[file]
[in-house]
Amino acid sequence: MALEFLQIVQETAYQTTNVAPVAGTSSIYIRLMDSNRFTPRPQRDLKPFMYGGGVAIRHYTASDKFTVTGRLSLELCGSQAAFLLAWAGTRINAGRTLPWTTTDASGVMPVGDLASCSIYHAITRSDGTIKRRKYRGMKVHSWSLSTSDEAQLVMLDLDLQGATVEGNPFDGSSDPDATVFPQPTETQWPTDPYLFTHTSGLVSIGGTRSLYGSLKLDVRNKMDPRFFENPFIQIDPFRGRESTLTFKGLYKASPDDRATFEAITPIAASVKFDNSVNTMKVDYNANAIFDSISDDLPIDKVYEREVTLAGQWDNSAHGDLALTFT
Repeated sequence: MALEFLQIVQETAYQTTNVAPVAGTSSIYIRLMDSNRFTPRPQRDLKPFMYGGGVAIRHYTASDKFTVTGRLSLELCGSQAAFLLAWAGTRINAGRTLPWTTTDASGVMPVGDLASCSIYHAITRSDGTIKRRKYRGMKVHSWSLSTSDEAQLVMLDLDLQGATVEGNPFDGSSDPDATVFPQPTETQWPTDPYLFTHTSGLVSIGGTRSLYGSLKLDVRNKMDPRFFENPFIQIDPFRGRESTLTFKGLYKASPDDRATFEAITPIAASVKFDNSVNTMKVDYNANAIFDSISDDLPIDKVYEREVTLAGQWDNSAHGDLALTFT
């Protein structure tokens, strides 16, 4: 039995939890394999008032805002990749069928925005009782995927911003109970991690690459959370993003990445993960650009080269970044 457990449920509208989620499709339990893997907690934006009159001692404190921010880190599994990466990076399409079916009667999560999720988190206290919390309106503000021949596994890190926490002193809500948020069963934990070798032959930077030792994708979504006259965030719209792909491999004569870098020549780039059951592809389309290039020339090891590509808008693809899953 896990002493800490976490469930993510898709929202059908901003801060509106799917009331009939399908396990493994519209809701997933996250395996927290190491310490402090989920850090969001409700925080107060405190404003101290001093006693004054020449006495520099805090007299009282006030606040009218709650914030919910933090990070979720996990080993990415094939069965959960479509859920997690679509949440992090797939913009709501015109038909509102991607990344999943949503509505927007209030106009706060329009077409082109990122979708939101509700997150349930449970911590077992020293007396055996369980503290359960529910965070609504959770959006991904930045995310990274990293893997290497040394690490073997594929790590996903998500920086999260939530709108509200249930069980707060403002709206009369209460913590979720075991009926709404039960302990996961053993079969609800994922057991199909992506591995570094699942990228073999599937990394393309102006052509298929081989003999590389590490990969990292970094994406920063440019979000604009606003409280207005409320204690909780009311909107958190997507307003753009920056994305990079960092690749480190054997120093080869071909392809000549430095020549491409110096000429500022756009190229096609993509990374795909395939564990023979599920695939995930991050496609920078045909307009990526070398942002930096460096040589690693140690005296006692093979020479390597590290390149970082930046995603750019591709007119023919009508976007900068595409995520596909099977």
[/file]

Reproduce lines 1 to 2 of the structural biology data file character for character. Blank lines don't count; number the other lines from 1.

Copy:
[in-house]
Amino acid sequence: MALEFLQIVQETAYQTTNVAPVAGTSSIYIRLMDSNRFTPRPQRDLKPFMYGGGVAIRHYTASDKFTVTGRLSLELCGSQAAFLLAWAGTRINAGRTLPWTTTDASGVMPVGDLASCSIYHAITRSDGTIKRRKYRGMKVHSWSLSTSDEAQLVMLDLDLQGATVEGNPFDGSSDPDATVFPQPTETQWPTDPYLFTHTSGLVSIGGTRSLYGSLKLDVRNKMDPRFFENPFIQIDPFRGRESTLTFKGLYKASPDDRATFEAITPIAASVKFDNSVNTMKVDYNANAIFDSISDDLPIDKVYEREVTLAGQWDNSAHGDLALTFT